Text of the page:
This week’s Labor Day holiday can bring to mind the rise of organized labor in Clearfield County.
During the 1930’s, New York-based and other clothing manufacturers looked to areas of high unemployment to establish factories. Local towns often fit the bill and hundreds of workers, many of them women, were.
Disagreements over wages, hours and working conditions soon surfaced. Worker demands were presented by means of negotiations and sometimes strikes.
Ironically, these events coincided with federal New Deal legislation of Franklin Roosevelt’s administration, which, through the National Labor Relations Act of 1935 established procedures to grant workers the right to unionize.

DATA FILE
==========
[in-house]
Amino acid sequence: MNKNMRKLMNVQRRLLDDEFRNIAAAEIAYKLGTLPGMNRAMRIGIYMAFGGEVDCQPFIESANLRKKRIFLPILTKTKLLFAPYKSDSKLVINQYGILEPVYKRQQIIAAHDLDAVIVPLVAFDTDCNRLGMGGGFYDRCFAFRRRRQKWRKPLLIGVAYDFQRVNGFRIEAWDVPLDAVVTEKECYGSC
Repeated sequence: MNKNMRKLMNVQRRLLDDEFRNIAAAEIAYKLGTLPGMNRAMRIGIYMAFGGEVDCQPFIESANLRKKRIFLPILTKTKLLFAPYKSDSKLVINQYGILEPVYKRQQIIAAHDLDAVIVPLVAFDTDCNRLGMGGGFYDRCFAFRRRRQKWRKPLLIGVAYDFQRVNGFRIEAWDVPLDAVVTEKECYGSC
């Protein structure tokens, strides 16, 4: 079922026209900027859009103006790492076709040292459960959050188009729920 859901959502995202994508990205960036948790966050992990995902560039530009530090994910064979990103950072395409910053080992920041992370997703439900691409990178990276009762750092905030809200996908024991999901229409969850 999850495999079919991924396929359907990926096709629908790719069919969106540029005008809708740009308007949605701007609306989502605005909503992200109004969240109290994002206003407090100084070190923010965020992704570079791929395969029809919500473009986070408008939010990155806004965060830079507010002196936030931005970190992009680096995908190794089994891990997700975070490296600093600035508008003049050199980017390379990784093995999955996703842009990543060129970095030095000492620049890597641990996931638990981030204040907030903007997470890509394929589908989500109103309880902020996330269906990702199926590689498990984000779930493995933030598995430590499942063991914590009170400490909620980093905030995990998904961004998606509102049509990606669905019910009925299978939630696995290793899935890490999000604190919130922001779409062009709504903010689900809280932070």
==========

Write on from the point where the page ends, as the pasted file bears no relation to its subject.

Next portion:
The photo shows a banner proclaiming the establishment of the Amalgamated Clothing Workers of America in Curwensville.
The A.C.W. of A later merged with the Congress of Industrial Workers and finally, in 1976, with the International Ladies Garment Workers Union. “Look for the union label” became their advertising slogan.
A key advocate for the union movement, both locally and nationally was the late Julia Maietta of Curwensville. She left school in eighth grade to work in her town’s clothing factories.
She spent a renowned lifetime dedicated to her union’s organizing and political activities.
The photo shows a labor parade in the area of State and Filbert streets, in Curwensville, sometime in the late 1930’s.
It looks as though the Grampian Band was leading the parade. The marchers, mostly local ladies, seemed to have drawn a good-sized crowd of onlookers.